Motion for Review from the Circuit Court for Miami-Dade
County No. 15-17145, Stacy D. Glick, Judge.
J. Martinez, Public Defender, and Jeffrey Paul DeSousa,
Assistant Public Defender, for appellant.
Jo Bondi, Attorney General, and Christina L. Dominguez,
Assistant Attorney General, for appellee.
SALTER, EMAS and FERNANDEZ, JJ.
ON MOTION TO REVIEW ORDER DENYING POST-TRIAL
Ruiz seeks review of the trial court's order denying his
motion for supersedeas bond. We hold that the trial court
abused its discretion in denying the motion for supersedeas
bond without proper consideration of the principles
established in Younghans v. State, 90 So.2d 308
(Fla. 1956) and later formalized in Florida Rule of Criminal
Procedure 3.691. We reverse the trial court's order
denying bond, and remand with instructions to immediately
reconsider Ruiz's motion for supersedeas bond and, if
appropriate, to set reasonable conditions of release pending
was arrested in August 2015 and charged with, inter alia,
three felonies: two counts of battery on a law enforcement
officer and one count of resisting an officer with violence.
Ruiz was released pretrial on bond and remained out of
custody on pretrial release without incident for more than
two years during the pendency of the prosecution. Ruiz
alleged, without dispute from the State, that during this
two-year period he attended court on each occasion his
appearance was required and did not violate any conditions of
his pretrial release.
November 28, 2017, following a jury trial, Ruiz was convicted
of one count of battery on a law enforcement officer, one
count of simple battery, and one count of resisting an
officer with violence. Following the verdict, the trial court
permitted Ruiz to remain out of custody and on house arrest
pending sentencing, scheduled to be held two months later.
While awaiting sentencing, Ruiz appeared in court on three
separate occasions as directed, and did not violate any
conditions of his post-trial/pre-sentencing release. During
this time Ruiz asserts that he also completed an anger
management course and attended alcoholics anonymous several
times per week.
advance of the sentencing hearing, Ruiz submitted to a
forensic psychological examination. The psychologist noted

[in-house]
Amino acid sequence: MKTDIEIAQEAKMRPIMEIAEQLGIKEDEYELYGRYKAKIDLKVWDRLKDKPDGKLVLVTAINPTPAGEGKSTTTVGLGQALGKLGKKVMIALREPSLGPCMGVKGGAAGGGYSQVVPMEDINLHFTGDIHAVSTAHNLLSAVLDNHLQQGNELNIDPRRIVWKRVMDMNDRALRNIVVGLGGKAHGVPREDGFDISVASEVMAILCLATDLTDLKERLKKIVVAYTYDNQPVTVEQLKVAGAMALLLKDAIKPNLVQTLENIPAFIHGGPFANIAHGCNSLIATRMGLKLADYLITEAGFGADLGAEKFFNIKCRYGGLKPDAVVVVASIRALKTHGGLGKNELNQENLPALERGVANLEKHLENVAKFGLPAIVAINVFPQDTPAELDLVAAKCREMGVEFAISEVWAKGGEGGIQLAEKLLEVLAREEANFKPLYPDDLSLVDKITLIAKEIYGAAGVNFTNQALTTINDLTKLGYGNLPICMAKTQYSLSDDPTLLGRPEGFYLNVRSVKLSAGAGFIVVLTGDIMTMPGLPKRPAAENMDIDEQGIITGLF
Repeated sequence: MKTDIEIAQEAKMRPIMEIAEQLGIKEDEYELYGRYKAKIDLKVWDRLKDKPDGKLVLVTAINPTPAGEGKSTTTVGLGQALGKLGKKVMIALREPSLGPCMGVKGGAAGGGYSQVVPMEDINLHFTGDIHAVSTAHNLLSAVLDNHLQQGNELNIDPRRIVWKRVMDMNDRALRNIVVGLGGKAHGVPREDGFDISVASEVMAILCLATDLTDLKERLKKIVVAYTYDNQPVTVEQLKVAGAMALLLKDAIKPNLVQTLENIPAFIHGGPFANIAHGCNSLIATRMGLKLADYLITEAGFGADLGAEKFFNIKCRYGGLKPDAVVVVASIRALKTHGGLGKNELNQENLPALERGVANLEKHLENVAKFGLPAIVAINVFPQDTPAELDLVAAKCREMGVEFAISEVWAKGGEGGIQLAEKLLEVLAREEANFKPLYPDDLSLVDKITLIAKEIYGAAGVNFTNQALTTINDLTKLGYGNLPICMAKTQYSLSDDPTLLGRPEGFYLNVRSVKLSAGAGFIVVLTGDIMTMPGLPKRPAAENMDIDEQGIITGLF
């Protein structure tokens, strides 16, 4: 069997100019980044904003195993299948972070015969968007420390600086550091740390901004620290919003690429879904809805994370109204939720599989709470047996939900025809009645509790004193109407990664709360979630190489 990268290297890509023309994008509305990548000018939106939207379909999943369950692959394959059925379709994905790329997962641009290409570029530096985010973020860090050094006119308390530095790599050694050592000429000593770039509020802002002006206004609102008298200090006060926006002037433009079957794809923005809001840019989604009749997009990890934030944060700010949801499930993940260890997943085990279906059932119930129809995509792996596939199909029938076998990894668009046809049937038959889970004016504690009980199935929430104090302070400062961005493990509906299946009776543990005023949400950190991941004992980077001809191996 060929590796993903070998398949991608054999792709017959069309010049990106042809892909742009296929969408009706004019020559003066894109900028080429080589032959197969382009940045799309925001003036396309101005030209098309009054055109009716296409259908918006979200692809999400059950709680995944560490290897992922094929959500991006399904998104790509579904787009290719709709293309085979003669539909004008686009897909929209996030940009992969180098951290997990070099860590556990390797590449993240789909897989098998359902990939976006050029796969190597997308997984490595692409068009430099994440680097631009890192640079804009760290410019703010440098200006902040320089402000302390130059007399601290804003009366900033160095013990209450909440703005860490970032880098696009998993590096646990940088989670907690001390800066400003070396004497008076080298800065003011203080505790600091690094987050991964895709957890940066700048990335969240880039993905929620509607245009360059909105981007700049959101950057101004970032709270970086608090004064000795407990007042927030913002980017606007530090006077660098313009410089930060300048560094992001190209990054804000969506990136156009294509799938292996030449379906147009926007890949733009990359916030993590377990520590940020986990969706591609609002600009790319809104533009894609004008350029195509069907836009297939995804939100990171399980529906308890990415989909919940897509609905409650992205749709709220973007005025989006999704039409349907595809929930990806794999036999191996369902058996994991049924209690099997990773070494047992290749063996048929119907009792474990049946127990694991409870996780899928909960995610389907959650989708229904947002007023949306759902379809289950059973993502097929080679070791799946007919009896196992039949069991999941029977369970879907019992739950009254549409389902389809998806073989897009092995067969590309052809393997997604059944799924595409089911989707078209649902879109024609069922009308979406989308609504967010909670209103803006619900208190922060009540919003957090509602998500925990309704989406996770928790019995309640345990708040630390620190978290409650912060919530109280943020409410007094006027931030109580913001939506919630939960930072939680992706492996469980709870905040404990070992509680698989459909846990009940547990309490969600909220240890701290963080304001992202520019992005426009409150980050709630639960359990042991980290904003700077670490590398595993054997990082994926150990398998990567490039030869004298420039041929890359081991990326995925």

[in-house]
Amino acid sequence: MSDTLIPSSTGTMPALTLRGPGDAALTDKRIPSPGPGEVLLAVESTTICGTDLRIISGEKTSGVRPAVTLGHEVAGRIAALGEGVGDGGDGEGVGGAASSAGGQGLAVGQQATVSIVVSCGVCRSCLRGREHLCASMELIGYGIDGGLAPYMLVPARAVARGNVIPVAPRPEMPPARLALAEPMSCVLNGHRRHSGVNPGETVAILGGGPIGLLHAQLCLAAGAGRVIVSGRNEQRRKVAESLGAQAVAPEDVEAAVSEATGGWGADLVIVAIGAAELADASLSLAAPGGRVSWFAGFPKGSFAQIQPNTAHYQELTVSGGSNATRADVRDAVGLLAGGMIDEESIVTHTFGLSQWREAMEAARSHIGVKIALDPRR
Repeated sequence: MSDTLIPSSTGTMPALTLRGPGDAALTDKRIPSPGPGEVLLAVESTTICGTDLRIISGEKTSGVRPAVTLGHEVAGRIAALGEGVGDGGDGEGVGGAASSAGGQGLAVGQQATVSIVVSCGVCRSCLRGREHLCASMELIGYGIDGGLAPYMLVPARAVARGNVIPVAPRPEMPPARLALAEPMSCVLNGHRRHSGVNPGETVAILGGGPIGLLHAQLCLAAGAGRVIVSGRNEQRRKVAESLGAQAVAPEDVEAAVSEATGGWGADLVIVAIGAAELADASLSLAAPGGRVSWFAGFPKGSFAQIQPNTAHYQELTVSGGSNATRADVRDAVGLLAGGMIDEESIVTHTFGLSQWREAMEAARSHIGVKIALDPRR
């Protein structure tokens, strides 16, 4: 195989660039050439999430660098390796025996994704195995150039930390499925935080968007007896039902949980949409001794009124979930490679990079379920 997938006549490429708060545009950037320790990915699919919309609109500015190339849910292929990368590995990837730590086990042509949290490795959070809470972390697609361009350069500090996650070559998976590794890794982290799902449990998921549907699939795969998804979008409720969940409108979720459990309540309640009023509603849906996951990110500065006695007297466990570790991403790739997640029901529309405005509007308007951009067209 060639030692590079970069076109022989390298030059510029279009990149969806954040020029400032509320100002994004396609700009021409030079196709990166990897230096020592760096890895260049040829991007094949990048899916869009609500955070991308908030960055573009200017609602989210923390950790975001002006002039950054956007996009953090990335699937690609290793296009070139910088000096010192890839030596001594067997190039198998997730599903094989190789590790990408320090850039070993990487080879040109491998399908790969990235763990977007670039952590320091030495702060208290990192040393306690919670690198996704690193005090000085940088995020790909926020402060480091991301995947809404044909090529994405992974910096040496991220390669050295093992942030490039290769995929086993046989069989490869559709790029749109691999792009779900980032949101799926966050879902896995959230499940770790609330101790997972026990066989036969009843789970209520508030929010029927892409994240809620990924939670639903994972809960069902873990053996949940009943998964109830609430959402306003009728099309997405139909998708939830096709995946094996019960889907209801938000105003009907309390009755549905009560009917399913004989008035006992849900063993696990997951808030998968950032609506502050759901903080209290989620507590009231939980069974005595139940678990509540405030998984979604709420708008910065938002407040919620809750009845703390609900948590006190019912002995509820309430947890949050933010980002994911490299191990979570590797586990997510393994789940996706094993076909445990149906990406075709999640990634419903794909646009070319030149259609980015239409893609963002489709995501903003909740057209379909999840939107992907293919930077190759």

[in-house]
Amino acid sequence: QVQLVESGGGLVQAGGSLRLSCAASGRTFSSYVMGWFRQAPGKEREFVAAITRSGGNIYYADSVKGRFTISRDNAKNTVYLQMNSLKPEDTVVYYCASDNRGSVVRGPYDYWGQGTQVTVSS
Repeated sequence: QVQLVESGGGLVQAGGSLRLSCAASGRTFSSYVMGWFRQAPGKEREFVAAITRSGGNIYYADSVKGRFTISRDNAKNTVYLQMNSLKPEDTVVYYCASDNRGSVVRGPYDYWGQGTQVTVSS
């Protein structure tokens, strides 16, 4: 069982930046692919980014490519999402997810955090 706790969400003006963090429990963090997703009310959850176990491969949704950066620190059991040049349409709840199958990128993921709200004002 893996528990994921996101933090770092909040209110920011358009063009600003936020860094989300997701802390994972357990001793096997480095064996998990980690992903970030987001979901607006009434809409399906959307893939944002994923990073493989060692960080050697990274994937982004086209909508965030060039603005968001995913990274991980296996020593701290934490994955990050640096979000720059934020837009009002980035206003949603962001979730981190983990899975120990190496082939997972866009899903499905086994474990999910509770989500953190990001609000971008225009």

Ruiz was cooperative, mild-mannered and respectful. At the
conclusion of his examination and evaluation, the
psychologist indicated that Ruiz presented a low probability
of future violence, low probability of serious physical harm,
and low risk on both the clinical and future risk management
sentencing hearing was held on January 25, 2018, where the
defense requested a sentence of probation. Judge Stacy Glick
sentenced Ruiz to 364 days in the Dade County Jail. In
imposing this sentence, the trial judge noted that Ruiz was
neither a danger to the community nor likely to reoffend. The
trial judge also denied Ruiz's previously-filed motion
for new trial, which raised eight separate errors, each of
which Ruiz contended warranted a new trial. At the conclusion
of the sentencing hearing, Ruiz was taken into custody and
the trial court appointed the Office of the Public Defender
to represent Ruiz on appeal. The following day, counsel filed
a motion for supersedeas bond.
hearing on the motion for supersedeas bond was held on
February 1, 2018. Following that hearing, Judge Glick entered
an order denying the motion and adopted, as her basis for so
ruling, the contemporaneous oral findings she made at the
February 1 hearing. The transcript of that hearing reveals
the following findings made by the trial judge as the basis
for denying the motion:
The reason that you're still there [in custody] is
because the jury found you guilty. You were facing up to 11
years in state prison. My initial sentence was going to be
higher than I gave you 364 [days in jail--] based on the
wishes of the officers. [The officers] believe that you
should have gotten more. I did not give you the maximum. I
didn't even give you close to the max. I gave you 364.
You asked me why you're here. I heard the facts of the
case and that's why you're here. You were found
guilty. At this time I am going to deny the motion for
would appear, from the statements made by the trial judge,
that she denied the motion for bond pending appeal for two
reasons: (1) the jury found Ruiz guilty; and (2) she already
gave Ruiz a "break" by sentencing him to only 364
days in the Dade County Jail, a sentence well below the
statutory maximum and less than the sentence requested by the
police officers in this case.
not belabor the point that neither of these findings serves
as a proper basis to deny a motion for bond pending appeal.
Indeed, and as Ruiz's motion for review cogently
observes, the first "reason" necessarily applies to
every single defendant requesting a supersedeas bond. Were
they not already found guilty they would not be seeking a
bond pending appeal. As to the second "reason, " we
presume that the trial judge fashioned a sentence she
determined to be appropriate given the circumstances of the
case and the background of the defendant. There is simply no
support for the proposition that, because the trial
judge's sentence was below the maximum, or less ...